Questions and Answers with George Capone, MD
Director of the Down Syndrome Clinic and Research Center at Kennedy Krieger Institute
What is the link between behavioral problems and sleep?
The relationship between sleep and behavior is complex and causality runs in both directions. Children with Down syndrome (DS) who have high levels of activity or anxiety may display difficult behavior with bedtime routines. Such children are more likely to have insomnia and problems initiating and/or maintaining consistently restful or restorative sleep. Poor quality sleep can exacerbate existing problems with attention, learning and daytime behavior control. Even in those children without pre-existing behavior concerns, the onset of new medical or health related conditions may result in poor sleep and daytime behavior concerns.
What is the physical cause that makes children with Down syndrome more vulnerable to have sleep disordered breathing?
Several factors contribute to sleep problems in children with DS. Narrowing and collapse of the upper airway resulting in obstructed breathing with respiratory pauses or apnea, during sleep is common. A small oral cavity with a relatively enlarged tongue and low tone of airway muscles are common to most children with DS. Apnea may become worse due to enlarged tonsils or adenoids, nasal or sinus congestion, poorly controlled asthma or gastroesophogeal reflux. Having more than a single airway factor with or without overweight increases the severity of OSA. Symptoms of obstructive sleep apnea (OSA) often include snoring, restless sleep, unusual sleep position, excessive mouth breathing, daytime tiredness, or behavioral changes such as irritability, inattention, and poor impulse control. Even children who have undergone tonsil or adenoid removal may have persistent OSA.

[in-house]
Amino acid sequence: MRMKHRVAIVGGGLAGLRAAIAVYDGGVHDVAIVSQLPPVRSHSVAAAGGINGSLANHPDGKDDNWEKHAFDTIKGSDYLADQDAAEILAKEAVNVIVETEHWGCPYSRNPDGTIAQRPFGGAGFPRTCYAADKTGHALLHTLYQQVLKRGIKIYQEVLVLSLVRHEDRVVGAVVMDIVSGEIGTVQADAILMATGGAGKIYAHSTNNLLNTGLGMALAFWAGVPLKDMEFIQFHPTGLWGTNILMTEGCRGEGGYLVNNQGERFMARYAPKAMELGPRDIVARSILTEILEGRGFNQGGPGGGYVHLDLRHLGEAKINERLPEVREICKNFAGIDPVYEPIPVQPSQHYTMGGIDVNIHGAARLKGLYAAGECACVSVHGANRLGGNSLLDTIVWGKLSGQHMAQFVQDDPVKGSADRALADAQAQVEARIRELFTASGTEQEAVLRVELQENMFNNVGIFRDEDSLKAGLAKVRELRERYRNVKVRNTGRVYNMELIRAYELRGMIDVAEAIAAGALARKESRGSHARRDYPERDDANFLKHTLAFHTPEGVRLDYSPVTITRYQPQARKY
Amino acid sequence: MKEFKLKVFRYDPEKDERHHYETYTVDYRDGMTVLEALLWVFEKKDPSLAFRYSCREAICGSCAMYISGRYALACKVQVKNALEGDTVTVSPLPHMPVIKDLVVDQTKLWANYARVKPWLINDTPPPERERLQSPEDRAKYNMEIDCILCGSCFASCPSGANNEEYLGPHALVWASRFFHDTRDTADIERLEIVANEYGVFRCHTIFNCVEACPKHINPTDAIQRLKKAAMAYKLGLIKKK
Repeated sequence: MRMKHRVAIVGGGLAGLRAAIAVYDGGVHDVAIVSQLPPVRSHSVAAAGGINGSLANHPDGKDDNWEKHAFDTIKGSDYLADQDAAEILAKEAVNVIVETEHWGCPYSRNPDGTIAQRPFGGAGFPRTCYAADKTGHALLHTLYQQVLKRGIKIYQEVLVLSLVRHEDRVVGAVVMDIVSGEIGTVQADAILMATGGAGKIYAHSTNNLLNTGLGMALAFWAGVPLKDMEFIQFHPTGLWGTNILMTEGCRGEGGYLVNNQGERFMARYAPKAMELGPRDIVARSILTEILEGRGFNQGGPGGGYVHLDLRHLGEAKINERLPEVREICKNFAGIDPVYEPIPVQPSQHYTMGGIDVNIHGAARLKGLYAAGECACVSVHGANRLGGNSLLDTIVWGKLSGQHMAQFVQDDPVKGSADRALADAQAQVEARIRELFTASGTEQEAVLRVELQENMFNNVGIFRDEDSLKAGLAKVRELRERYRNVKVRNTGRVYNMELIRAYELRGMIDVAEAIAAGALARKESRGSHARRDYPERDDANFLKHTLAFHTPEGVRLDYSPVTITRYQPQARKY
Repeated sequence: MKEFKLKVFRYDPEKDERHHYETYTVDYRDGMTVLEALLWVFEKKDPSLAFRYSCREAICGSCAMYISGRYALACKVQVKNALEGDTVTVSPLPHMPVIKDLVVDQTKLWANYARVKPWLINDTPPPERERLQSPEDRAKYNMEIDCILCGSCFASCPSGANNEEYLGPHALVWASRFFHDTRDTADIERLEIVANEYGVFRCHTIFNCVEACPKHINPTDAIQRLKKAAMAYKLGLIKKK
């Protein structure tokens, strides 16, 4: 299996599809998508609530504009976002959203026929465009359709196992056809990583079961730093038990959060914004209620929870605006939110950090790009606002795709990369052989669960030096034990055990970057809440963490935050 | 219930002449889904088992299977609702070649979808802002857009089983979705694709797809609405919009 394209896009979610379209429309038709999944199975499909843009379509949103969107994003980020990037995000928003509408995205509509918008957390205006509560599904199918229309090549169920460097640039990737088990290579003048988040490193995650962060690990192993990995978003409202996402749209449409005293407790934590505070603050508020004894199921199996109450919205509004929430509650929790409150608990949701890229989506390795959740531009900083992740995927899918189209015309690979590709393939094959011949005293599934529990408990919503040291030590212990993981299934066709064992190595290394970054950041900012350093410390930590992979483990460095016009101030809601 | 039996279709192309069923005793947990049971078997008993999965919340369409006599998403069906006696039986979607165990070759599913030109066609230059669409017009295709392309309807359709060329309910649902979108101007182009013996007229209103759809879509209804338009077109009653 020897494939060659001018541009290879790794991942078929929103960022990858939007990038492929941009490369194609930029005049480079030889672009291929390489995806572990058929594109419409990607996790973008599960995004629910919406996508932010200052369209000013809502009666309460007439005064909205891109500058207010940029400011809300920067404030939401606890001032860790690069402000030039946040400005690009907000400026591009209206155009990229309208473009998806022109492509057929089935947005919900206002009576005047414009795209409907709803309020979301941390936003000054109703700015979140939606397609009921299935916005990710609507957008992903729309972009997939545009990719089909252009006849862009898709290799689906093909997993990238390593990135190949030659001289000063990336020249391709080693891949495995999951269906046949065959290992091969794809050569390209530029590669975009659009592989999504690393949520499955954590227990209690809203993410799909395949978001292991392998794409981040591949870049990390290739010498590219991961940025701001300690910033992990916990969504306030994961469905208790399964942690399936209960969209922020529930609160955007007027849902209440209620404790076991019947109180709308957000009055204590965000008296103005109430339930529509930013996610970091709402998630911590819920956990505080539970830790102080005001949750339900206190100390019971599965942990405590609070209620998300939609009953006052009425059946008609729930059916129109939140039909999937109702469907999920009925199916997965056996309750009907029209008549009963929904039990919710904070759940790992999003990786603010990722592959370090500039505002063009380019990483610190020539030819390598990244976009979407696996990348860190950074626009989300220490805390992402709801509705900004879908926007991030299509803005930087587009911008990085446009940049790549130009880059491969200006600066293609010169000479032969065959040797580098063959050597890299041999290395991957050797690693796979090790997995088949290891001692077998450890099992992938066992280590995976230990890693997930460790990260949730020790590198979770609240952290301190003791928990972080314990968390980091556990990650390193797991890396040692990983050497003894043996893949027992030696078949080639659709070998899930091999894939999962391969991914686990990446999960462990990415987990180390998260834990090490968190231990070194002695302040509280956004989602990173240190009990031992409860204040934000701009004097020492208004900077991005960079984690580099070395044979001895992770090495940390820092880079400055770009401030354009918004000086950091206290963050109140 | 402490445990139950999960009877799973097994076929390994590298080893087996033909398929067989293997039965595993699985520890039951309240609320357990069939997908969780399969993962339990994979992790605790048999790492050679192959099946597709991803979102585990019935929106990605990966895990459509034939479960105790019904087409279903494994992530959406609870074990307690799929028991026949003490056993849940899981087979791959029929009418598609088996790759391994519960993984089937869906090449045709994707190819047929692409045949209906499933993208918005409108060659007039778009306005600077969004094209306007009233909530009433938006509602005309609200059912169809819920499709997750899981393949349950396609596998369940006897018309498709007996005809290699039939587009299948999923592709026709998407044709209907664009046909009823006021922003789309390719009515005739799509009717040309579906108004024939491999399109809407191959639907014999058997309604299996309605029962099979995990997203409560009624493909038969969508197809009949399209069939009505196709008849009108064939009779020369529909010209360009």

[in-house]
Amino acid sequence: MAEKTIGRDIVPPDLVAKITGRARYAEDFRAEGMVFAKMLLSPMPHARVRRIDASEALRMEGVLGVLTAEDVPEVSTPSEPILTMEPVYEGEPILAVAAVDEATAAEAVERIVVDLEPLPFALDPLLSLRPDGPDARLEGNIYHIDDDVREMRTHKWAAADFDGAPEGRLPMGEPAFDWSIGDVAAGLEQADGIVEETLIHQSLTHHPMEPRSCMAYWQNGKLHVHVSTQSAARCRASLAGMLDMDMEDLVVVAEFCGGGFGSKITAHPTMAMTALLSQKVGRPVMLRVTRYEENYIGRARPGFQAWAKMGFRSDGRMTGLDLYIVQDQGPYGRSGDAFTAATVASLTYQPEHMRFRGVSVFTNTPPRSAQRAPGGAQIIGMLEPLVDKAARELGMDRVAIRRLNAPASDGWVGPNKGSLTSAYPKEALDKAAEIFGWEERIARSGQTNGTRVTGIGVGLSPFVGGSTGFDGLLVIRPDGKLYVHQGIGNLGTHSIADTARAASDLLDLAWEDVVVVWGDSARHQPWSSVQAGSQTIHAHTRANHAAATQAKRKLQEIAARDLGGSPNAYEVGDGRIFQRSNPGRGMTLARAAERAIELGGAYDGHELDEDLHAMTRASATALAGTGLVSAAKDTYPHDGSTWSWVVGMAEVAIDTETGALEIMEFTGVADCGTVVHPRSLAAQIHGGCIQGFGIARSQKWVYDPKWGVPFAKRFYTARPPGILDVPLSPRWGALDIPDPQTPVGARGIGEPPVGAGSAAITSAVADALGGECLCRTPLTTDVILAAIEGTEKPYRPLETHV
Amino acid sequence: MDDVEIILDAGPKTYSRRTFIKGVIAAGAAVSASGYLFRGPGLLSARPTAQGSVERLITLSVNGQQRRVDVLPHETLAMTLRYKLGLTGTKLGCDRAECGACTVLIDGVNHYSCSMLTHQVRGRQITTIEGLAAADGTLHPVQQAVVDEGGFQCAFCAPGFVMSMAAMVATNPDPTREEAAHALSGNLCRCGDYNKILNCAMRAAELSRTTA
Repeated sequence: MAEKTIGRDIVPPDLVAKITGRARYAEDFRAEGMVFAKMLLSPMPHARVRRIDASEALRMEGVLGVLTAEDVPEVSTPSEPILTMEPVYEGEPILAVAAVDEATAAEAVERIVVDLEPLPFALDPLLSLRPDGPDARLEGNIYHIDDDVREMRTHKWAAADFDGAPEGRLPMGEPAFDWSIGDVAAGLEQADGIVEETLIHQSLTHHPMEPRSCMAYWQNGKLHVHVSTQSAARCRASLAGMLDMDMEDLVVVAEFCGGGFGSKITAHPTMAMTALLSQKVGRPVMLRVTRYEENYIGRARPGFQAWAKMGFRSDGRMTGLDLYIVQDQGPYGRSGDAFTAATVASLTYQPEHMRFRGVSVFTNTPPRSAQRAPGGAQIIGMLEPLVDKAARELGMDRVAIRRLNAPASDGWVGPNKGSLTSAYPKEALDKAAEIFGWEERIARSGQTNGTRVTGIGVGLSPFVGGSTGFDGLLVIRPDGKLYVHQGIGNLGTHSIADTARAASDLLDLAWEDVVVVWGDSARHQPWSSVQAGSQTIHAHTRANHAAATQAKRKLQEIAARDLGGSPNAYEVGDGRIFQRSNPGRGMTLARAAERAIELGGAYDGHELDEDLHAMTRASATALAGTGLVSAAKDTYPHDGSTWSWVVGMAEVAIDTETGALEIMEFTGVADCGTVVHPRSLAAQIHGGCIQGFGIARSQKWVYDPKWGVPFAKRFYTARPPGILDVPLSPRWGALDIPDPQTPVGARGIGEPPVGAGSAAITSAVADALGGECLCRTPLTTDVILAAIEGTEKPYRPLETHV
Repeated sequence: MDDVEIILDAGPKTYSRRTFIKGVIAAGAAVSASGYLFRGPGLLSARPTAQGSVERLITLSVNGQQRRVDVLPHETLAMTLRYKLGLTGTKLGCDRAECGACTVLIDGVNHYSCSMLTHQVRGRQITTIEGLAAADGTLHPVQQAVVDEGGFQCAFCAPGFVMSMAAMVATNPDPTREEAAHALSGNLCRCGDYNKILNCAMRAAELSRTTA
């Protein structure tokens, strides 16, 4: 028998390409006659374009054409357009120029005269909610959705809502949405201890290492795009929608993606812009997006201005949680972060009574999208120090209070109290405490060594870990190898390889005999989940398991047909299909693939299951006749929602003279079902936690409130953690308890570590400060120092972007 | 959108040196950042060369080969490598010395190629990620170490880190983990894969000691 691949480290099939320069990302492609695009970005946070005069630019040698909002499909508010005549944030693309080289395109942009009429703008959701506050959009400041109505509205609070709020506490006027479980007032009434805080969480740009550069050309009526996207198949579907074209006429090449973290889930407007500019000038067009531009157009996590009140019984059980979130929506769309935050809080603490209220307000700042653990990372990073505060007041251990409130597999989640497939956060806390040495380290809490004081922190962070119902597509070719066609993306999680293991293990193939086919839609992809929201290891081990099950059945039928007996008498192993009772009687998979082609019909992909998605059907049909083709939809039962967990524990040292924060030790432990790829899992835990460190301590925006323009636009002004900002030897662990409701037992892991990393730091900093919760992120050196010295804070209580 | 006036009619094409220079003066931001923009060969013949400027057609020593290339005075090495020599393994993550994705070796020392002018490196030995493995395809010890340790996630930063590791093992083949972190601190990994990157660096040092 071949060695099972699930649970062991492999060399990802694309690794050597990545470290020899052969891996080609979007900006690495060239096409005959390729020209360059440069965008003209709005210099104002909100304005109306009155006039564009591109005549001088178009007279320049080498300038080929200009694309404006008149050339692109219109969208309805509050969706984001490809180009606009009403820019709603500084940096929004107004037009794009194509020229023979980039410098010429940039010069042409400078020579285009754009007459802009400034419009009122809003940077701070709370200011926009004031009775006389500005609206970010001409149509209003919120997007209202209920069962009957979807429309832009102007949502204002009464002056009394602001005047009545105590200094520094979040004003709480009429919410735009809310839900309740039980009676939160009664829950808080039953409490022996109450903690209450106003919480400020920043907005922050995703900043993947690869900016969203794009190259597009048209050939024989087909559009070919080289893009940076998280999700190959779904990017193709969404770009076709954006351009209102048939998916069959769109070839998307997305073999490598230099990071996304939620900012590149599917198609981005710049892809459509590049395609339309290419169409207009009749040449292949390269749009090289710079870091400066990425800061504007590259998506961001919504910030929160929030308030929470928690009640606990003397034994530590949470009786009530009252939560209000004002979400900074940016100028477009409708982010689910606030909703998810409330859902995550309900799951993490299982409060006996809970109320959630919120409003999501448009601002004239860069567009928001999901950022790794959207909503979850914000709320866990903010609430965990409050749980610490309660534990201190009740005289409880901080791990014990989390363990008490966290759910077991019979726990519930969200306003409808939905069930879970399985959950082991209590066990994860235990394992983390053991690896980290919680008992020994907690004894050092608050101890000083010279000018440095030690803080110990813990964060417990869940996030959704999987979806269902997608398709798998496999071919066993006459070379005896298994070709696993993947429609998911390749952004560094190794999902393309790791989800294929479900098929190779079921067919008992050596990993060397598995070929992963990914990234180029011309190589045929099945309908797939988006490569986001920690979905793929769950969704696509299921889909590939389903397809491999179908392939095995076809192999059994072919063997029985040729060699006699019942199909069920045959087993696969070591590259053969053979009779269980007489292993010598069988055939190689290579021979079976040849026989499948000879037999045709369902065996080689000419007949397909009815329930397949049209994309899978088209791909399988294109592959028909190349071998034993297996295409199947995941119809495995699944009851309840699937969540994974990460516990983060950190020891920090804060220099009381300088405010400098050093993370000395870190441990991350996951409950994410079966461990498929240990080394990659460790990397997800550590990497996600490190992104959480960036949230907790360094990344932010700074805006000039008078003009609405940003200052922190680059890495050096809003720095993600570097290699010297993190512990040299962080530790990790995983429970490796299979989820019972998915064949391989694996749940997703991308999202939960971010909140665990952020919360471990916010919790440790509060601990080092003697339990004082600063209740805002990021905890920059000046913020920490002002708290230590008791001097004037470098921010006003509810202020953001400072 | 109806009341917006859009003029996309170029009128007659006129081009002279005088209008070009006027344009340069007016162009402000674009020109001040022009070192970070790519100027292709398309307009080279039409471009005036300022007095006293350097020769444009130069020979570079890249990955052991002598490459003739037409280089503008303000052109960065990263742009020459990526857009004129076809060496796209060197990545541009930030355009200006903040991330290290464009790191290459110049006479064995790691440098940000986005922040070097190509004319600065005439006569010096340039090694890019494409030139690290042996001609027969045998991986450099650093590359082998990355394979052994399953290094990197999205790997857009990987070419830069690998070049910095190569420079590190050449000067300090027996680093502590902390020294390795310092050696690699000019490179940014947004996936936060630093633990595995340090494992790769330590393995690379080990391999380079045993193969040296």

What are the statistics of sleep disturbances and Down syndrome?
There is a 50-100% incidence of OSA in children with DS, with almost 60% of children having an abnormal sleep studies by age 3.5-4 years. The incidence of OSA increases as children grow older. In one study 97% of children with DS between 1-19 years, who snored had OSA. Unfortunately, the ability to predict OSA in children based on parent observation is poor, except in severe cases. A sleep study or polysomnogram (PSG) remains the gold standard test from which to evaluate sleep disorders and OSA. The American Academy of Pediatrics Health Supervision for children with Down Syndrome (2011) now recommends PSG by age 4-5 years for all children with DS
Are there neurological factors that can cause sleep disturbances in Down Syndrome?
Some children may have an underlying predisposition for limb movements or restless sleep with frequent arousals and awakenings resulting in fragmentation of sleep even in the absence of OSA. These phenomena likely reflect problems with neurochemical signaling during the orchestration of sleep-phase cycling throughout the night and often results in a lack of restorative sleep.
How can sleep apnea be improved in children with Down syndrome?
Recognizing the need for consistently good sleep is an important and practical goal
Addressing underlying medical and health-related concerns is paramount